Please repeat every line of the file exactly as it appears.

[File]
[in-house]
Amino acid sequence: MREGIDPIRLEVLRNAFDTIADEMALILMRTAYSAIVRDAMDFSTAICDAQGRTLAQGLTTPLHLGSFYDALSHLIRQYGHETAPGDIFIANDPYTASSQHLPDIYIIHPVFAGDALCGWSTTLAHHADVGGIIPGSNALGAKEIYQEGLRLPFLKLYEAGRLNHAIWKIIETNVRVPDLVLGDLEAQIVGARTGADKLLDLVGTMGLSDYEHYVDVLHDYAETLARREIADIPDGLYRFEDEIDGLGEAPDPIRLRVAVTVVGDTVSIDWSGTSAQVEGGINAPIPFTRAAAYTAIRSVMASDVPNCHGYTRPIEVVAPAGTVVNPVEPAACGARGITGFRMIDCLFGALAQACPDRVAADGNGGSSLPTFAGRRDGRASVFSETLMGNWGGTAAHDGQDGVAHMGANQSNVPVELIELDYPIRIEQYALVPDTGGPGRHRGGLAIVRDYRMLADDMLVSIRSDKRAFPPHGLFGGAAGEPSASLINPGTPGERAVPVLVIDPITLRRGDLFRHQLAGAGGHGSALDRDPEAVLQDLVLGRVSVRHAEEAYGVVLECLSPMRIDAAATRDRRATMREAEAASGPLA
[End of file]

[in-house]
Amino acid sequence: MREGIDPIRLEVLRNAFDTIADEMALILMRTAYSAIVRDAMDFSTAICDAQGRTLAQGLTTPLHLGSFYDALSHLIRQYGHETAPGDIFIANDPYTASSQHLPDIYIIHPVFAGDALCGWSTTLAHHADVGGIIPGSNALGAKEIYQEGLRLPFLKLYEAGRLNHAIWKIIETNVRVPDLVLGDLEAQIVGARTGADKLLDLVGTMGLSDYEHYVDVLHDYAETLARREIADIPDGLYRFEDEIDGLGEAPDPIRLRVAVTVVGDTVSIDWSGTSAQVEGGINAPIPFTRAAAYTAIRSVMASDVPNCHGYTRPIEVVAPAGTVVNPVEPAACGARGITGFRMIDCLFGALAQACPDRVAADGNGGSSLPTFAGRRDGRASVFSETLMGNWGGTAAHDGQDGVAHMGANQSNVPVELIELDYPIRIEQYALVPDTGGPGRHRGGLAIVRDYRMLADDMLVSIRSDKRAFPPHGLFGGAAGEPSASLINPGTPGERAVPVLVIDPITLRRGDLFRHQLAGAGGHGSALDRDPEAVLQDLVLGRVSVRHAEEAYGVVLECLSPMRIDAAATRDRRATMREAEAASGPLA